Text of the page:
Opinion

Alison Frankel

Inside the shadowy market for Madoff claims

By Alison Frankel
January 14, 2012

One of the most intriguing offshoots of the mess Bernard Madoff created is the underground market for claims against the estate of his bankrupt securities firm. Last June, when the Wall Street Journal ran a revelatory story on big banks’ trading in Madoff claims, suits by Madoff trustee Irving Picard of Baker Hostetler seemed so promising that claims were trading at 75 cents on the dollar. But according to fascinating new litigation between Deutsche Bank and two Madoff feeder funds, the value of claims has been dropping ever since, and was down to 60 cents on the dollar last month. The billion-dollar declaratory judgment complaint by Kingate Global and Kingate Euro against Deutsche Bank doesn’t offer an explanation for the declining value of Madoff claims. But it’s not much of a leap of inference to guess that U.S. District Judges Jed Rakoff and Colleen McMahon of Manhattan federal district court have more than a little to do with it.

Some background: The British Virgin Islands-based Kingate funds channeled billions of dollars to Madoff before his Ponzi scheme was exposed in December 2008. When Madoff’s securities business collapsed, Kingate investors were out $3.5 billion, according to the funds’ complaint against Deutsche Bank. The funds asserted that they were net losers in Madoff’s scheme, meaning that their losses exceeded their withdrawals from Madoff accounts. They claimed more than $1.6 billion against the Madoff estate.

Picard had rather a different view of the Kingate funds, which he said ignored warning signs of Madoff’s fraud. He sued Kingate Global and Kingate Euro to claw back $1 billion in withdrawals the funds made in the run-up to Madoff’s collapse, as well as allegedly excessive compensation the funds paid top executives.

In April 2011 the Kingate funds solicited bids on their $1.6 billion in Madoff claims, according to a countersuit Deutsche Bank filed Wednesday. Deutsche Bank wasn’t Kingate’s first choice, but in July, after talks with another (unidentified) bidder fell through, Kingate and Deutsche Bank began negotiating a deal under which Deutsche Bank would pay 66 cents on the dollar for the Kingate funds’ claims, or about $1 billion. Interestingly, Rakoff’s enormously consequential ruling on Picard’s standing to sue the banks that allegedly abetted Madoff’s fraud came just as Kingate and Deutsche Bank talks heated up.

Deutsche Bank and Kingate both acknowledge that the bank had big concerns about two things: Picard’s claims against Kingate and Kingate’s ability to recover from a Justice Department forfeiture fund as well as from the Madoff estate. (The forfeiture fund controls about 20 percent of the recovery Picard has obtained for Madoff investors.) Kingate’s complaint, filed by Richard Werder Jr. of Quinn Emanuel Urquhart & Sullivan, asserted that the funds took the extreme step of bringing Picard – who, in addition to being the bankruptcy trustee, is special master of the forfeiture fund — into the talks in order to satisfy Deutsche Bank’s demands. The funds claim that the bank ultimately signed an agreement to buy their Madoff claims for about $1 billion.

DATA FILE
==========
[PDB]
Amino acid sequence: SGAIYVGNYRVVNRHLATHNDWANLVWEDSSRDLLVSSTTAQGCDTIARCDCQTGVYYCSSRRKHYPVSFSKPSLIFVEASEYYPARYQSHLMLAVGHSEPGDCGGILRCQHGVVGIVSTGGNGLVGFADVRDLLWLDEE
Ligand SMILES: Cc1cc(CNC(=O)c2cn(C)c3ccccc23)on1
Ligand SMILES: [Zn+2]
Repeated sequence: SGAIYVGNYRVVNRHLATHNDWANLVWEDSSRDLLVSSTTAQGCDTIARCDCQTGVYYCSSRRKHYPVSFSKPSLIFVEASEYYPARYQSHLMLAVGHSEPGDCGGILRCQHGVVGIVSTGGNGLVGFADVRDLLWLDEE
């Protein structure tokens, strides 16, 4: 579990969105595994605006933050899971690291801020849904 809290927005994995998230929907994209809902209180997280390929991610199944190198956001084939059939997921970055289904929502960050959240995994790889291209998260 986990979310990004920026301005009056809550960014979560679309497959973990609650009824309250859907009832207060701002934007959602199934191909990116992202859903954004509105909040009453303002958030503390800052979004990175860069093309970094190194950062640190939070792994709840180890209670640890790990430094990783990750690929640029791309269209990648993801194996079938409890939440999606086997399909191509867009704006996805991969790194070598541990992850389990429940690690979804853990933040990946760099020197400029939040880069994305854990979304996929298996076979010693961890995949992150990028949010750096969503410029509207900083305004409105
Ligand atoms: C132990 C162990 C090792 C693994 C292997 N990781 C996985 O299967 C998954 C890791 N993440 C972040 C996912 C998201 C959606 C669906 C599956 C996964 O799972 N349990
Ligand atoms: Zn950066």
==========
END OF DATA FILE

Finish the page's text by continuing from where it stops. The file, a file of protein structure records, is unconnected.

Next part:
But the bank said it signed a document that only guaranteed the Kingate funds would sell the claims, not that Deutsche Bank would buy them. Its lawyers, led by Thomas Arena of Milbank, Tweed, Hadley & McCloy, argued that Kingate failed to satisfy the bank’s conditions despite talks that continued through November.

Kingate said that’s a pretext. “There is no mystery why, in fact, Deutsche Bank is refusing to close on its obligations under the confirmation letter,” the Kingate complaint said. “The confirmation letter provides that Deutsche Bank will pay the Kingate funds 66 percent of the designated claim amounts in exchange for those claims. On information and belief, similar claims are now selling at a price below 66 percent, perhaps as low as 60 percent (or lower).” That represents a $90 million drop in the value of the Kingate claims, the complaint said.

Deutsche Bank’s countersuit, which rejected Kingate’s “pretext” assertion, attributed the decline in Madoff claim value to Rakoff’s September ruling limiting Picard’s reach on clawbacks to withdrawals made within two years of Madoff’s bankruptcy. The bank doesn’t mention Rakoff’s July decision on standing, nor McMahon’s parallel conclusion in November. That’s curious, because the Kingate funds potentially benefit, as defendants, from all three of those rulings, even as the value of their claims against the estate declined in the overall market for Madoff claims. The web between Madoff and his former feeder funds is tangled indeed.

Neither Kingate counsel Werder nor Deutsche Bank counsel Arena returned my calls for comment.

For more of my posts, please go to Thomson Reuters News & Insight

Follow me on Twitter

Post Your Comment

We welcome comments that advance the story through relevant opinion, anecdotes, links and data. If you see a comment that you believe is irrelevant or inappropriate, you can flag it to our editors by using the report abuse links. Views expressed in the comments do not represent those of Reuters. For more information on our comment policy, see http://blogs.reuters.com/fulldisclosure/2010/09/27/toward-a-more-thoughtful-conversation-on-stories/
  •